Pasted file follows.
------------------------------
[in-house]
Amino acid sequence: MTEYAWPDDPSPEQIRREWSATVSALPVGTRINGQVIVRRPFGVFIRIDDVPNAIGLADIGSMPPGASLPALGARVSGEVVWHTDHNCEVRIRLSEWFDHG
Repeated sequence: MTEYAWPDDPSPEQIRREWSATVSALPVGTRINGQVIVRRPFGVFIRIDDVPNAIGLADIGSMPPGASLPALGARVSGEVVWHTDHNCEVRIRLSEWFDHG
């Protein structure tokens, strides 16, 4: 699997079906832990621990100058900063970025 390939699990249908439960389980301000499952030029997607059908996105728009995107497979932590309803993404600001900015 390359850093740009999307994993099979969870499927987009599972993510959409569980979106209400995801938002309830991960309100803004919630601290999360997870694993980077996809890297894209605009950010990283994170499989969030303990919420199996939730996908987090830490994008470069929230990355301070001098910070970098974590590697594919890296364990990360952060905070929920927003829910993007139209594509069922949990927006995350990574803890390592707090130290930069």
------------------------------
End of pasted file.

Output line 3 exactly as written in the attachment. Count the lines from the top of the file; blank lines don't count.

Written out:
Repeated sequence: MTEYAWPDDPSPEQIRREWSATVSALPVGTRINGQVIVRRPFGVFIRIDDVPNAIGLADIGSMPPGASLPALGARVSGEVVWHTDHNCEVRIRLSEWFDHG